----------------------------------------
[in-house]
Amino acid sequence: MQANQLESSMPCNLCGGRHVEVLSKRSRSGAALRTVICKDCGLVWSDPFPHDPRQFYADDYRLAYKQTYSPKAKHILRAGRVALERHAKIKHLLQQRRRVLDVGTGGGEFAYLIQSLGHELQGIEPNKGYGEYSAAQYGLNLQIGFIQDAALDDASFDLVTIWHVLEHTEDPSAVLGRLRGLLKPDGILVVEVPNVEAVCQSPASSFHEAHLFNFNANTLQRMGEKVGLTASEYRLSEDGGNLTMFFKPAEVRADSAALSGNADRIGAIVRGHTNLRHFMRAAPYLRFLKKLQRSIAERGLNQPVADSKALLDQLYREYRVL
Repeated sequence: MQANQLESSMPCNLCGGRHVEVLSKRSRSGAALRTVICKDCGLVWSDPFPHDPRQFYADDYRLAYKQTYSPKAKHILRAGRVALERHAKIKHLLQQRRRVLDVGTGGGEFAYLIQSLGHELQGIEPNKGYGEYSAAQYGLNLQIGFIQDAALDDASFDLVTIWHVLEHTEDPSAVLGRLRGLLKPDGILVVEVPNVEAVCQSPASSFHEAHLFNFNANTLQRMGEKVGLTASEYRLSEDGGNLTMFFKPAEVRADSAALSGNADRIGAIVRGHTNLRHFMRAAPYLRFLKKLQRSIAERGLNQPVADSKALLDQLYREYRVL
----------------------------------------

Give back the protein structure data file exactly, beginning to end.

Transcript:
[in-house]
Amino acid sequence: MQANQLESSMPCNLCGGRHVEVLSKRSRSGAALRTVICKDCGLVWSDPFPHDPRQFYADDYRLAYKQTYSPKAKHILRAGRVALERHAKIKHLLQQRRRVLDVGTGGGEFAYLIQSLGHELQGIEPNKGYGEYSAAQYGLNLQIGFIQDAALDDASFDLVTIWHVLEHTEDPSAVLGRLRGLLKPDGILVVEVPNVEAVCQSPASSFHEAHLFNFNANTLQRMGEKVGLTASEYRLSEDGGNLTMFFKPAEVRADSAALSGNADRIGAIVRGHTNLRHFMRAAPYLRFLKKLQRSIAERGLNQPVADSKALLDQLYREYRVL
Repeated sequence: MQANQLESSMPCNLCGGRHVEVLSKRSRSGAALRTVICKDCGLVWSDPFPHDPRQFYADDYRLAYKQTYSPKAKHILRAGRVALERHAKIKHLLQQRRRVLDVGTGGGEFAYLIQSLGHELQGIEPNKGYGEYSAAQYGLNLQIGFIQDAALDDASFDLVTIWHVLEHTEDPSAVLGRLRGLLKPDGILVVEVPNVEAVCQSPASSFHEAHLFNFNANTLQRMGEKVGLTASEYRLSEDGGNLTMFFKPAEVRADSAALSGNADRIGAIVRGHTNLRHFMRAAPYLRFLKKLQRSIAERGLNQPVADSKALLDQLYREYRVL